1.I don't see a LFE out in the back of my receiver, I see something called NAD LINK and pre out and pre in but the pre is for my equalizer.

    2.I have no front and back and all that just left and right. Also, I want the subwoofer to filter out the bass because my bose 402 dont play bass well at loud levels.

    3.N/A
     
  7. ScottCHI

    ScottCHI Screenwriter

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    you don't have an LFE output or front, center or back because you don't have a home theater surround sound receiver. you have a stereo receiver; 2-channels, right and left.

    how, may i ask, do you currently have the 6 speakers connected to your receiver? why do you have 6 speakers connected; are some located in other rooms?

    you can connect a subwoofer to your pre-outs, but, since you want to crossover you speakers, and short of buying an electronic crossover, you'll want to connect the sub to the speaker outputs and let the sub's built-in crossover handle the bass management.

    doubtful you'll want to connect all 6 of your speakers to the sub, though, or even 4, for that matter. so how do you envision running it, exactly?
     
  8. Tal _E

    Tal _E Extra

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    The speakers are chained together. All the speakers have two sets of knobs for continuing the chain. My question about the subwofoer and using pre in and pre out is how to i work that with my equalizer? hook the equalizer into the pre-out and then put its inputs into teh sub and then the sub into the pre-in. Or the otehr way around. I have 6 speakers in my room. 1 in each corner and 2 in the middle.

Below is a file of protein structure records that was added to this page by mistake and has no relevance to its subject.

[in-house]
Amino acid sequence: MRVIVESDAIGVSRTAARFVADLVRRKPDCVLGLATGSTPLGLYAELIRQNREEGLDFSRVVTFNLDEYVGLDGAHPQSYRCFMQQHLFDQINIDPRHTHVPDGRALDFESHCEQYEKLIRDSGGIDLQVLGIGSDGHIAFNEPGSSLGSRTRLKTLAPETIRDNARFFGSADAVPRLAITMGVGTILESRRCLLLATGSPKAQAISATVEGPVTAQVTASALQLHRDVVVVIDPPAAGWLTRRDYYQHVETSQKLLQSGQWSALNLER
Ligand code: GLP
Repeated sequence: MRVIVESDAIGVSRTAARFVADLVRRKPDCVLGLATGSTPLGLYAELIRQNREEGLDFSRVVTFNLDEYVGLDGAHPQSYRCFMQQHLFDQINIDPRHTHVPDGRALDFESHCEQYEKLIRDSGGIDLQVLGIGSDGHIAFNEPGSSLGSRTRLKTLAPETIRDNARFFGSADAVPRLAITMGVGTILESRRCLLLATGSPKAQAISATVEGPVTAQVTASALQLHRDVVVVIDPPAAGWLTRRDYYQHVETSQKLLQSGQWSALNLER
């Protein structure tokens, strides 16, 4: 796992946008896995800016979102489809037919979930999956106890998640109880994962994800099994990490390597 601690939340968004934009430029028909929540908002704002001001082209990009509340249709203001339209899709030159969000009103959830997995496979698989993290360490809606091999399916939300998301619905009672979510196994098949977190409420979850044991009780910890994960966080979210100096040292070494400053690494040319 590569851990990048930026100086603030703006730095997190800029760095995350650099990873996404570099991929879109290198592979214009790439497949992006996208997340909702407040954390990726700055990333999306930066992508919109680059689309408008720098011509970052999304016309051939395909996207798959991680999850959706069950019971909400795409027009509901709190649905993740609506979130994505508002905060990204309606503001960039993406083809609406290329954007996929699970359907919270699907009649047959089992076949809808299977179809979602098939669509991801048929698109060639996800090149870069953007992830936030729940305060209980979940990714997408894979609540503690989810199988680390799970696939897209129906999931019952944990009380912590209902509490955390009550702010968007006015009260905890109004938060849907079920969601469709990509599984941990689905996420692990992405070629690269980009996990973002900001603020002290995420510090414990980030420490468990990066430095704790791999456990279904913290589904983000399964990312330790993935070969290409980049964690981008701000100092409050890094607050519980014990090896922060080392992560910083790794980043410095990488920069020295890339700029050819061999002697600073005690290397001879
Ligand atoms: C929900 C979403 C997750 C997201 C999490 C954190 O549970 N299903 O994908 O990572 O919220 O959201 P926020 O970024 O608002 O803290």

What is a crossover?
     
  9. ScottCHI

    ScottCHI Screenwriter

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    WHAT is a crossover?


    so, you have the b&w's set-up as your "A" speakers and the BOSEs as your "B" (or vice versa) then, probably, correct?

    i'm assuming that you probably want to continue to run the b&w's as "full-range" speakers, but are interested in limiting the low-end information that the BOSEs receive, and letting a sub handle that.

    i'm unfamiliar with your eq's capabilities. do you think that the eq, alone, gives you the ability to reduce the lower frequencies satisfactorily, or do you want a different method, like that afforded by a subwoofer with a built-in crossover?

    some subwoofers do have pre-outs, but not all.
     
  10. Tal _E

    Tal _E Extra

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    Actually, My B&W and bose are all chained as channel A. But you are right i would like to keep my B&W's as full range if possible. My equalizer has no settigngs for the user to change its specifically designed for the BOSE 402's. So I would definately like to use a crossover on the bose speakers. And if possible i would like the equalizer to work just with the bose 402's.
     
  11. ChrisWiggles

    ChrisWiggles Producer

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    You have 6 different speakers running off one receiver, two of them being bose, and the other two being B&W?

    This isn't a trolling joke? wtf?
     
  12. Tal _E

    Tal _E Extra

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    4 bose 2 b&W. Why?
     
  13. ScottCHI

    ScottCHI Screenwriter

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    yes, exactly.

    why?
     
  14. Marc H

    Marc H Second Unit

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    Be nice guys.

    Credit to the NAD for not giving up under such a load. Does it get hot?

    Tal, best look for a powered sub that features high level inputs (speakerwire connections) and outputs.
    Connect the speaker A outputs from the Nad to the inputs on the sub and then the outputs to the speakers. That should also help ease the load a bit on the NAD.